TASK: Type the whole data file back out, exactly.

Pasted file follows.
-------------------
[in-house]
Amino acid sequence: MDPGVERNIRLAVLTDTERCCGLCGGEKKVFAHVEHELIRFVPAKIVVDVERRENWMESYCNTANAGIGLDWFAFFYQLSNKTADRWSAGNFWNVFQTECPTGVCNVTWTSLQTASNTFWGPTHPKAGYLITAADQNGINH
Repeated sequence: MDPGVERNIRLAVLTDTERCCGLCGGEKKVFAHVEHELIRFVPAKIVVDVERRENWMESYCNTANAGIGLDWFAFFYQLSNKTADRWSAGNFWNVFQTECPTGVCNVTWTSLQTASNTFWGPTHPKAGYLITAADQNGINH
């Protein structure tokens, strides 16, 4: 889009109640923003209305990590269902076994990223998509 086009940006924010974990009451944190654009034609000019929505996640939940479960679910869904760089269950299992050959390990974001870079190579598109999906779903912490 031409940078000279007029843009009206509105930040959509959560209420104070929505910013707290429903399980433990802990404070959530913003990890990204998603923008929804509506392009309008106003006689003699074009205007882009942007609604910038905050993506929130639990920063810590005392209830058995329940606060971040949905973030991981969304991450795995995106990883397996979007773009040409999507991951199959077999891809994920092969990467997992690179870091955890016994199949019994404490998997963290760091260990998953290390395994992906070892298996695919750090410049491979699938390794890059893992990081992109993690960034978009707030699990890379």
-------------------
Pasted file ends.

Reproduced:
[in-house]
Amino acid sequence: MDPGVERNIRLAVLTDTERCCGLCGGEKKVFAHVEHELIRFVPAKIVVDVERRENWMESYCNTANAGIGLDWFAFFYQLSNKTADRWSAGNFWNVFQTECPTGVCNVTWTSLQTASNTFWGPTHPKAGYLITAADQNGINH
Repeated sequence: MDPGVERNIRLAVLTDTERCCGLCGGEKKVFAHVEHELIRFVPAKIVVDVERRENWMESYCNTANAGIGLDWFAFFYQLSNKTADRWSAGNFWNVFQTECPTGVCNVTWTSLQTASNTFWGPTHPKAGYLITAADQNGINH
């Protein structure tokens, strides 16, 4: 889009109640923003209305990590269902076994990223998509 086009940006924010974990009451944190654009034609000019929505996640939940479960679910869904760089269950299992050959390990974001870079190579598109999906779903912490 031409940078000279007029843009009206509105930040959509959560209420104070929505910013707290429903399980433990802990404070959530913003990890990204998603923008929804509506392009309008106003006689003699074009205007882009942007609604910038905050993506929130639990920063810590005392209830058995329940606060971040949905973030991981969304991450795995995106990883397996979007773009040409999507991951199959077999891809994920092969990467997992690179870091955890016994199949019994404490998997963290760091260990998953290390395994992906070892298996695919750090410049491979699938390794890059893992990081992109993690960034978009707030699990890379």